Comments on the Supposed “Split” Within The Church
I was asked a good question earlier in the week:
“What is this split between us traditional and the ‘liberal’ Roman Catholics? The Creed says ‘I believe in one, holy, catholic and apostolic Church’.”
Simply put, what it boils down to is the traditional side being the actual Catholic, since the traditional Catholic is more than likely practicing the faith, according to the Church. The liberal Catholic doesn’t want to follow the Church and her teachings. The liberal Catholic is a promoter of heresy.
But, let’s look at this some more. Why are traditional Catholics, that is, those Catholics who do follow the Church and her teachings, being labeled as “traditionalist”? Catholics are supposed to follow the Church and her teachings and live those values out, right?
This would mean that the “traditionalist” Catholic, really is just a plain Catholic, that is, a Catholic who goes to Mass weekly, goes to confession as needed, spends time in prayer, is faithful to the Church, etc. Really, when you think of a Buddhist, you think of someone who is a…practicing Buddhist. When you think of a Muslim, you think of someone who is a…practicing Muslim. By this same logic, a Catholic is someone who is a practicing Catholic.
We like to put labels on groups of people to make them seem like they are our allies or our enemies. If “traditionalists” went by just plain Catholics, the threat of potential “liberals” hijacking Catholic to distort it seems greater. Case in point: The National Catholic Reporter (or Distorter (or Schismatic Reporter)). About 99% of the reporting is biased journalism wanting the Church to allow gay “marriage”, ordain women, allow priests to marry and the list goes on…and on…and on.
A Catholic, as stated earlier, would be a faithful Catholic. We don’t need to add any labels, really, except maybe “unfaithful”. You would have Catholics, and unfaithful “catholics”, that is, a catholic in name only.
What is interesting with this split, is how the Catholic and the catholic in name only argue with each other. The Catholic is always being told to calm down, listen to the Pope, not be so rash, be open minded, and other such things. Why is it that the Catholic, who already does these things have to constantly re-pledge their obedience to the Church? Meanwhile, the “catholic” never has to do this. They think for themselves, are “allowed to disagree”, etc. A perfect example would be the Catholic wants to receive Jesus kneeling, and gets denied (this is “okay”) but the “catholic” who is openly pro-abortion can receive Jesus. Denial of communion to the “catholic” would be viewed as a horrendous act. The Catholic would agree with me, but the “catholic” would accuse me of whining. To prove that I am not whining, and am merely opening up dialogue and am quite jolly, here is a picture of me being jolly.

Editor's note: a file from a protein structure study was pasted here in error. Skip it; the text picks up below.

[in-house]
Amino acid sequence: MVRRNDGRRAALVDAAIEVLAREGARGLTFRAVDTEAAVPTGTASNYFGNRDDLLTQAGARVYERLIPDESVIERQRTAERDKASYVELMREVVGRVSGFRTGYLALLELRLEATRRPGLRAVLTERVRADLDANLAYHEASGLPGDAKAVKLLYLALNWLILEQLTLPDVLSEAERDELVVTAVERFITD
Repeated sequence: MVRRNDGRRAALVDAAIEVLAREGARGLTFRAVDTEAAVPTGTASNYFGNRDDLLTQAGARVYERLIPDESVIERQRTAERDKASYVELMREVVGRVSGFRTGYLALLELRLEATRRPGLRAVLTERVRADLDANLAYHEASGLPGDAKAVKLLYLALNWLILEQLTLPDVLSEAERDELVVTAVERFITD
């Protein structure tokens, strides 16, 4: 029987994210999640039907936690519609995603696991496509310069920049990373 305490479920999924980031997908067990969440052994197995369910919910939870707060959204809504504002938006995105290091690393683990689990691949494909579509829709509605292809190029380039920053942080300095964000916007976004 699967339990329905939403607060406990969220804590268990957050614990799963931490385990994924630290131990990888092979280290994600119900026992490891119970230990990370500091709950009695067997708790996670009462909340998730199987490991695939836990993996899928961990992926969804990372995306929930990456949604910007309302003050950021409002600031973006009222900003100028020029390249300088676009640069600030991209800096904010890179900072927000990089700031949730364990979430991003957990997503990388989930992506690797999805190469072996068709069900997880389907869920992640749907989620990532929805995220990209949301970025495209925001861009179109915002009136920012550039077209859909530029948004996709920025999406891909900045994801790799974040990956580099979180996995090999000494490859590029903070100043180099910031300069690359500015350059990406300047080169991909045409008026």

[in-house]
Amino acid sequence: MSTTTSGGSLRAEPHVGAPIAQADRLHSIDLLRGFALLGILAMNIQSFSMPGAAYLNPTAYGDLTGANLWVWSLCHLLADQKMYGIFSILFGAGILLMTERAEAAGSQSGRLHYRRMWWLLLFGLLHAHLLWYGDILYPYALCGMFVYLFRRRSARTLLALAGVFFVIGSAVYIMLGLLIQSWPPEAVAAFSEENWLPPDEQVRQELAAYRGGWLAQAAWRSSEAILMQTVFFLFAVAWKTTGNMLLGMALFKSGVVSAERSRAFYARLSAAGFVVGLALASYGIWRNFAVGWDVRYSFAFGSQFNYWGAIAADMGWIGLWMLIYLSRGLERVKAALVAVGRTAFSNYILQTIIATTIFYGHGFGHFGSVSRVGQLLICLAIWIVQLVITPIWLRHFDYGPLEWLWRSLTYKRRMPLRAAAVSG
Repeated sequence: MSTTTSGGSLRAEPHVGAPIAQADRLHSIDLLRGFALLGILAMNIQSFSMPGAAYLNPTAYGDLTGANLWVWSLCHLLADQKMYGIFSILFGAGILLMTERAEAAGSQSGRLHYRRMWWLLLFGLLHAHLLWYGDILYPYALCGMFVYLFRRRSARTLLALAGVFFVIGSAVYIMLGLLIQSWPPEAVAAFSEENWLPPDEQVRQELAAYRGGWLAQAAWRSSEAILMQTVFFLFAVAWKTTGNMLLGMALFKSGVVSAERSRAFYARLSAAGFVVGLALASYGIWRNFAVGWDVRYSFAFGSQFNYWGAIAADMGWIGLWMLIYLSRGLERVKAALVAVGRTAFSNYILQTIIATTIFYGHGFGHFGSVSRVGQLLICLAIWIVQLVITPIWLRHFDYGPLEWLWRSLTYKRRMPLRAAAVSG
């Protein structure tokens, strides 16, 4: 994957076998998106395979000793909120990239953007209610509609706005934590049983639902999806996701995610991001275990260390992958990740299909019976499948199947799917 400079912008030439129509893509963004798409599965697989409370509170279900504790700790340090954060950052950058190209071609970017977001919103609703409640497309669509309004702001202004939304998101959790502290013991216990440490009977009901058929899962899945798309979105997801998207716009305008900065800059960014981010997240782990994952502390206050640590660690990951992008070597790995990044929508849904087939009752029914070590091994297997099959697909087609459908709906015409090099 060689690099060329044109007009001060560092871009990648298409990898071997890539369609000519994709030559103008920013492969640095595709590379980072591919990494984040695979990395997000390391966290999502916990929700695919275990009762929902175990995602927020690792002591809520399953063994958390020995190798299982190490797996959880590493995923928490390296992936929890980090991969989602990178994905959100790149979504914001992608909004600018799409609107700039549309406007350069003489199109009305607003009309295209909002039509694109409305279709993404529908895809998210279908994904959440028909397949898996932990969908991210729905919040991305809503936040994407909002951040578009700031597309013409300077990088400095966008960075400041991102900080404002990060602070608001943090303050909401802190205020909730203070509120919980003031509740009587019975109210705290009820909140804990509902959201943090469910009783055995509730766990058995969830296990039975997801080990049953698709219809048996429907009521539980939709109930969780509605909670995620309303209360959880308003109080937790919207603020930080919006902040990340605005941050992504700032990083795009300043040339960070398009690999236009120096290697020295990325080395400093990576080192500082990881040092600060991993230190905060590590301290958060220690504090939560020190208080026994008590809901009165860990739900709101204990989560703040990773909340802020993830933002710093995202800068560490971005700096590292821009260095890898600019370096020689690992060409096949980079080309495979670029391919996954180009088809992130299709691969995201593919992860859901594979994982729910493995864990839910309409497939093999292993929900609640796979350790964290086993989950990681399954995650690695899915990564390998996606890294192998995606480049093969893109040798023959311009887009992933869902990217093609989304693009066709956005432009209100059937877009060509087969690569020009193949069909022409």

One way to help heal the split, would be to publicly excommunicate those who claim to be catholic from the Church. Now, excommunication is a form of help. It doesn’t sound like it is, but here’s how.
When someone is excommunicated, they are basically told that they are not in alignment with Church teaching, and are not able to use the sacraments until they have publicly repented and a bishop (normally there’s) has lifted the excommunication. This excommunication would force the Catholic in question to reexamine their motives and learn why what they believe is wrong. Excommunication, in essence, is there for the individual to learn from their mistakes, to come to know Christ and His teachings on particular issues. It also let’s others know that the individual is not to be trusted in religious matters and is discredited.
This split needs healing immediately. I mentioned in my last post how we need to start re-evangelizing our fellow Catholics. We all need to learn, live and love our faith. With this, we can win people over. Again, Christ is for everyone! Though you need to pray for those as well.